The fifth episode of The Mandalorian has recently made its debut and the series continues to impress. In my opinion, The Mandalorian is the best live-action Star Wars story since the original trilogy (yep, even better than Rogue One).

The show is event television. It’s a programme which captures my interest for 35 minutes a week, and doesn’t get interrupted by mobile phones, social media, or any other distraction. I simply switch off from the outside world for the duration of each episode – something I sadly struggle to do with any other programme.


Of course it’s not just me enjoying The Mandalorian, countless fans of the show are praising the series (and sharing Baby Yoda memes), and there is a great buzz about what is on offer. However, last night I did noticed a few comments online saying that not much has happened for the last two episodes (Chapter 4 & 5).

I couldn’t disagree more. If anything, the last two episodes of The Mandalorian have continued to explore Mando’s character development and his integrity and this is very, very important.

In Chapter 4: Sanctuary, Mando teamed up with Cara Dune in order to protect a village from a group of raiders. During the course of the episode, with the help of the villagers, Mando and Cara manage to see off the raiders and restore the once peaceful environment. 

Image: ©Lucasfilm/Disney+

Towards the end of the episode, Mando considers leaving The Child in the care of the villagers, believing he will have a better life. He isn’t offloading the infant because he no longer wants to look after him, rather he wants to ensure his safety.


Ultimately, Mando realises The Child will not be safe without his protection and the pair leave the village together. It was a decision which continued to demonstrate Mando’s character arc and growth.

We know Mando cares for The Child, this was evident during Chapter 3: The Sin, when Mando turned against The Client, but in Chapter 4 he could have easily given The Child up. Sure, The Child would be a target, but Mando owes him nothing, right? Survival of the fittest and all that. But he didn’t.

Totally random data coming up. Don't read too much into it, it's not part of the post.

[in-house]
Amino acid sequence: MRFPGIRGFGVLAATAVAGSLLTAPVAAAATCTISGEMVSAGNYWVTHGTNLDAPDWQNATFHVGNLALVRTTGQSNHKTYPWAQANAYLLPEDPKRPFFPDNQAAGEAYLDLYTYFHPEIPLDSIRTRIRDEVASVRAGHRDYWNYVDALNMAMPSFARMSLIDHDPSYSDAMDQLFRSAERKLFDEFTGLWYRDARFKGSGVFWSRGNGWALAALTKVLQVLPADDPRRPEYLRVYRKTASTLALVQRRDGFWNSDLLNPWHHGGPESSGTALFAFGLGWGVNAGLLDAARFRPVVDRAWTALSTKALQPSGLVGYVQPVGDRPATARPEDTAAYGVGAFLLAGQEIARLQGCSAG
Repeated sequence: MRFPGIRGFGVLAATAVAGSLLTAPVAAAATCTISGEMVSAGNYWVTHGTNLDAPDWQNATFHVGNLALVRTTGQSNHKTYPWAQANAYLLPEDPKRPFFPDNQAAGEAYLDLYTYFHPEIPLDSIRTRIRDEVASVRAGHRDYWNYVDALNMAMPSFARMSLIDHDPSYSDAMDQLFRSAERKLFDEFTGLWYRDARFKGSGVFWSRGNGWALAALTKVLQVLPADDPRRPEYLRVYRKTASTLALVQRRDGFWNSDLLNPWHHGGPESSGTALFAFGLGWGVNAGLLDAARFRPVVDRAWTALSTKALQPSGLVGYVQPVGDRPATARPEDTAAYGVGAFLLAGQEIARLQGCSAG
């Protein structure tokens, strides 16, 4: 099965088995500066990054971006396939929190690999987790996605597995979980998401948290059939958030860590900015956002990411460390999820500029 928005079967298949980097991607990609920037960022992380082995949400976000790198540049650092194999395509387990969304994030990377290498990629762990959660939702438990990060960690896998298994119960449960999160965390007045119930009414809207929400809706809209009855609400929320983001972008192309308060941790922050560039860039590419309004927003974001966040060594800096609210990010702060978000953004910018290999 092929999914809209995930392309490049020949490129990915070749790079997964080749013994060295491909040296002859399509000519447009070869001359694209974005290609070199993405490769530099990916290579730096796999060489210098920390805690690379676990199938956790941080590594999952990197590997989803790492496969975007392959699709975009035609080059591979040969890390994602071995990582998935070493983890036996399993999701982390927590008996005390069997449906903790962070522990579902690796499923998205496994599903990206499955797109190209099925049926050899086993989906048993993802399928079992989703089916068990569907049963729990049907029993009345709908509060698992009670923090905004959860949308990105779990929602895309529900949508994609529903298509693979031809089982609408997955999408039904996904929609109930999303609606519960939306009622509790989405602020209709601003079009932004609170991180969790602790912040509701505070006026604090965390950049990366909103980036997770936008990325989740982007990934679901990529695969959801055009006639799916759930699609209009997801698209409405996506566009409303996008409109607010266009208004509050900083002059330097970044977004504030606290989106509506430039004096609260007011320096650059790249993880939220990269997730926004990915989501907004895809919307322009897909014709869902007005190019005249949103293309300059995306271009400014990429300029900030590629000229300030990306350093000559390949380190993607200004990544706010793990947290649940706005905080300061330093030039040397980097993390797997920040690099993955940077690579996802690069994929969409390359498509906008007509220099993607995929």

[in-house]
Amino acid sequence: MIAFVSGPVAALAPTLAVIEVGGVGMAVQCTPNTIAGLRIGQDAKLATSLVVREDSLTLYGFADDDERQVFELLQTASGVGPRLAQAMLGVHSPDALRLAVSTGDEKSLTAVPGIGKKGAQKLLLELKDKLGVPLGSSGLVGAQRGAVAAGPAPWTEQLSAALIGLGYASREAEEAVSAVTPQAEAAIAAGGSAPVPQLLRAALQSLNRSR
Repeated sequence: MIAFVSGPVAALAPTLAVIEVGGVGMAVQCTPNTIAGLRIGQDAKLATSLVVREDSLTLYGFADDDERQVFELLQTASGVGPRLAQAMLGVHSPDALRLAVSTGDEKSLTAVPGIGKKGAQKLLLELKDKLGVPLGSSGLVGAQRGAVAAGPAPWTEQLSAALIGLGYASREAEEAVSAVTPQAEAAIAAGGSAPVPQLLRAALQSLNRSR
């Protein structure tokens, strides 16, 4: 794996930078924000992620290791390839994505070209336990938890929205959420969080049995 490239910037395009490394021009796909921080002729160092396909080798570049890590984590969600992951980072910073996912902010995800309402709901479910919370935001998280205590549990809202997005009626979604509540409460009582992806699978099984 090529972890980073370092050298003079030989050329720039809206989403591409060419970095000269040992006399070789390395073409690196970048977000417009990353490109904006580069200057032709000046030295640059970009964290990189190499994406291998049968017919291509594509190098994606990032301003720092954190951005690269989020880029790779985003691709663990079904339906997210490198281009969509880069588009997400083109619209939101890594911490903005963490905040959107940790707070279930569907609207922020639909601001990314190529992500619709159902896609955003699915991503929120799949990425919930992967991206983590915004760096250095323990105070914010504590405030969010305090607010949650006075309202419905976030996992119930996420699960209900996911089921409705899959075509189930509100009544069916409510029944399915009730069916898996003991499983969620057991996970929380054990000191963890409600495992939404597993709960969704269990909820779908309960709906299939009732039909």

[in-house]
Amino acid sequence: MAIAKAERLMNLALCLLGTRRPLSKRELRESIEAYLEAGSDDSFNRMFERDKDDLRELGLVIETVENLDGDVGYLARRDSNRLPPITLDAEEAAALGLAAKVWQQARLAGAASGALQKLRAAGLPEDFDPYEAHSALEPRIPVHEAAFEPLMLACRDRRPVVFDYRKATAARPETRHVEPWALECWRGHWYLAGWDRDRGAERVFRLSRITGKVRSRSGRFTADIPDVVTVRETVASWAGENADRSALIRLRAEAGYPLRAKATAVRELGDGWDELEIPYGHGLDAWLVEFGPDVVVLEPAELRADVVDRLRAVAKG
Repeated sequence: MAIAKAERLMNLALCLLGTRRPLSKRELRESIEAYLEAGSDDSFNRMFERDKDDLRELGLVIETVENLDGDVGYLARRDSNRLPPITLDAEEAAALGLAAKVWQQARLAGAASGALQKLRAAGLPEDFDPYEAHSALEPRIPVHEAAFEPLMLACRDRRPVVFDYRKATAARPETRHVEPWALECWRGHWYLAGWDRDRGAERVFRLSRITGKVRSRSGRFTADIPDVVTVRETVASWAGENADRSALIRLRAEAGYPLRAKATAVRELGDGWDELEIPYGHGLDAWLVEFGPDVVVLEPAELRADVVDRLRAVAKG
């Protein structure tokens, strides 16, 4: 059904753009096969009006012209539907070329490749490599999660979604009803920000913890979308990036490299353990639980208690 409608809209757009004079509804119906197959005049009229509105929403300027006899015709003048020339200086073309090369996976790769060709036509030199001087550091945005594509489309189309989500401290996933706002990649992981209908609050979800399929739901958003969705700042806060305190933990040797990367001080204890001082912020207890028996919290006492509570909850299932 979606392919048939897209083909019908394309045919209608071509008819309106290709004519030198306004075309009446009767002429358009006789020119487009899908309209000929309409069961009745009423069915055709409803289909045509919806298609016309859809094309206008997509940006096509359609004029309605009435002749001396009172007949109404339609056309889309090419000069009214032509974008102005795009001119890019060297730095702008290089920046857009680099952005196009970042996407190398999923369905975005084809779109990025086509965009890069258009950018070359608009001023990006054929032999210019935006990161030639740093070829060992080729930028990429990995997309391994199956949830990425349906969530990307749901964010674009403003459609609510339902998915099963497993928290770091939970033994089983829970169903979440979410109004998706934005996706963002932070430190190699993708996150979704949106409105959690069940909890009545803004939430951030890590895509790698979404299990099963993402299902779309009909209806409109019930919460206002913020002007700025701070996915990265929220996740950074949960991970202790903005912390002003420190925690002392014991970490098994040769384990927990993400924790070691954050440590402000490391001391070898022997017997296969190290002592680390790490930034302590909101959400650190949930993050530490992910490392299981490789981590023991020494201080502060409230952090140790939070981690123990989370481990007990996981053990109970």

Chapter 4 established a stronger bond between Mando and The Child; it showed that Mando truly cares for the infant; and he even cares for vulnerable people (in this case, the villagers).

This episode also demonstrated his ability to trust and connect with people like Cara Dune, who he sees as a good spirit. And this is something which was explored further in Chapter 5: The Gunslinger.


At the beginning of Chapter 5, Mando is wary of Peli Motto, the owner of a repair dock in Mos Eisley. But by the end of the episode he rewards her (financially) for her assistance with his ship and for looking after The Child in his absence.

Mando sees goodness in people and that is because he is a good person too. We can’t be told this – we have to see it through little moments which continue to shape his character.

He has to be given opportunities to make the right decision, then we need to see him choose the correct path. His actions tell us who he is, and sometimes these actions are told in the small moments.

Image: © Lucasfilm/Disney+

The Mandalorian is about the journey. It’s about seeing how Mando grows and changes – as he interacts with The Child and with the other characters that come into his life.

This is a story about integrity. Sure, Mando is a bounty hunter, but he has a code of ethics and an understanding of the greater good and that’s what we need to see each week.

For me, each episode of The Mandalorian has been just as good as the one that came before – if not better. This show is drawing out its story, so that it can make Mando one of the strongest, most developed characters in the Star Wars universe, and it can only do this through good pacing.

I can’t wait for Chapter 6, 7 and 8. This show is as good as any Star Wars movie and I have truly enjoyed everything that has been served up so far.

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